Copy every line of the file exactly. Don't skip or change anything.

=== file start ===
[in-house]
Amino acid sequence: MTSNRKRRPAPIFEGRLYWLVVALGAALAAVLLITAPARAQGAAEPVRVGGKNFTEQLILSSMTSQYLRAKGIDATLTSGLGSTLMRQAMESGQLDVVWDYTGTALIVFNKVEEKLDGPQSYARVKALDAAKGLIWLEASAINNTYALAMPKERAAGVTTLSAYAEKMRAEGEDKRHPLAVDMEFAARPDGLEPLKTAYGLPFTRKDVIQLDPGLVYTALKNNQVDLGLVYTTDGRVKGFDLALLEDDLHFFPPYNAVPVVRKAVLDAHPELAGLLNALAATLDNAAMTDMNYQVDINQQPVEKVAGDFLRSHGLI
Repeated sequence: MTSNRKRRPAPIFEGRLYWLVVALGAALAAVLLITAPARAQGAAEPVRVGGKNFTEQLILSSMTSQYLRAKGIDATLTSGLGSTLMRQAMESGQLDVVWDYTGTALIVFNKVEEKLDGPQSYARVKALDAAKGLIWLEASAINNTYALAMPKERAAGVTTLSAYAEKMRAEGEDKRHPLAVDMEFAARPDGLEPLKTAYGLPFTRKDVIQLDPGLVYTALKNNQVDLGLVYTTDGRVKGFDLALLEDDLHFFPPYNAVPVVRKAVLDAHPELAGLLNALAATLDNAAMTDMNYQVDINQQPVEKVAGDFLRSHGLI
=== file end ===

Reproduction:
[in-house]
Amino acid sequence: MTSNRKRRPAPIFEGRLYWLVVALGAALAAVLLITAPARAQGAAEPVRVGGKNFTEQLILSSMTSQYLRAKGIDATLTSGLGSTLMRQAMESGQLDVVWDYTGTALIVFNKVEEKLDGPQSYARVKALDAAKGLIWLEASAINNTYALAMPKERAAGVTTLSAYAEKMRAEGEDKRHPLAVDMEFAARPDGLEPLKTAYGLPFTRKDVIQLDPGLVYTALKNNQVDLGLVYTTDGRVKGFDLALLEDDLHFFPPYNAVPVVRKAVLDAHPELAGLLNALAATLDNAAMTDMNYQVDINQQPVEKVAGDFLRSHGLI
Repeated sequence: MTSNRKRRPAPIFEGRLYWLVVALGAALAAVLLITAPARAQGAAEPVRVGGKNFTEQLILSSMTSQYLRAKGIDATLTSGLGSTLMRQAMESGQLDVVWDYTGTALIVFNKVEEKLDGPQSYARVKALDAAKGLIWLEASAINNTYALAMPKERAAGVTTLSAYAEKMRAEGEDKRHPLAVDMEFAARPDGLEPLKTAYGLPFTRKDVIQLDPGLVYTALKNNQVDLGLVYTTDGRVKGFDLALLEDDLHFFPPYNAVPVVRKAVLDAHPELAGLLNALAATLDNAAMTDMNYQVDINQQPVEKVAGDFLRSHGLI